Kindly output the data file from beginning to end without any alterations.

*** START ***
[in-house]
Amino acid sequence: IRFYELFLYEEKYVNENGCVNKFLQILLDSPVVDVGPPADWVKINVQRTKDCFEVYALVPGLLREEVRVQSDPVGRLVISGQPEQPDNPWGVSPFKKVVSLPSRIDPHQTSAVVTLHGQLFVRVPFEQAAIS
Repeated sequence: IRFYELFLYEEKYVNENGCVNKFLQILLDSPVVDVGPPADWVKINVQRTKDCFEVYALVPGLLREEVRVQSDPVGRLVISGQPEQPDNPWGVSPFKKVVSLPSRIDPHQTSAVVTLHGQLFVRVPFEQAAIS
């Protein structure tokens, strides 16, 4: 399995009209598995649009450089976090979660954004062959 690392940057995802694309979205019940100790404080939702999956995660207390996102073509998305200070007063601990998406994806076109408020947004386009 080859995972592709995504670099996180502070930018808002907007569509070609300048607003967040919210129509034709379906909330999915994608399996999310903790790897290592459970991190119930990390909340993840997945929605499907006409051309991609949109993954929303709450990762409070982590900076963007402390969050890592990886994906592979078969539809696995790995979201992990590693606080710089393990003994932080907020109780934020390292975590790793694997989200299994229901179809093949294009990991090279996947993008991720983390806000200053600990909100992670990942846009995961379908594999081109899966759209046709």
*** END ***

[in-house]
Amino acid sequence: IRFYELFLYEEKYVNENGCVNKFLQILLDSPVVDVGPPADWVKINVQRTKDCFEVYALVPGLLREEVRVQSDPVGRLVISGQPEQPDNPWGVSPFKKVVSLPSRIDPHQTSAVVTLHGQLFVRVPFEQAAIS
Repeated sequence: IRFYELFLYEEKYVNENGCVNKFLQILLDSPVVDVGPPADWVKINVQRTKDCFEVYALVPGLLREEVRVQSDPVGRLVISGQPEQPDNPWGVSPFKKVVSLPSRIDPHQTSAVVTLHGQLFVRVPFEQAAIS
């Protein structure tokens, strides 16, 4: 399995009209598995649009450089976090979660954004062959 690392940057995802694309979205019940100790404080939702999956995660207390996102073509998305200070007063601990998406994806076109408020947004386009 080859995972592709995504670099996180502070930018808002907007569509070609300048607003967040919210129509034709379906909330999915994608399996999310903790790897290592459970991190119930990390909340993840997945929605499907006409051309991609949109993954929303709450990762409070982590900076963007402390969050890592990886994906592979078969539809696995790995979201992990590693606080710089393990003994932080907020109780934020390292975590790793694997989200299994229901179809093949294009990991090279996947993008991720983390806000200053600990909100992670990942846009995961379908594999081109899966759209046709």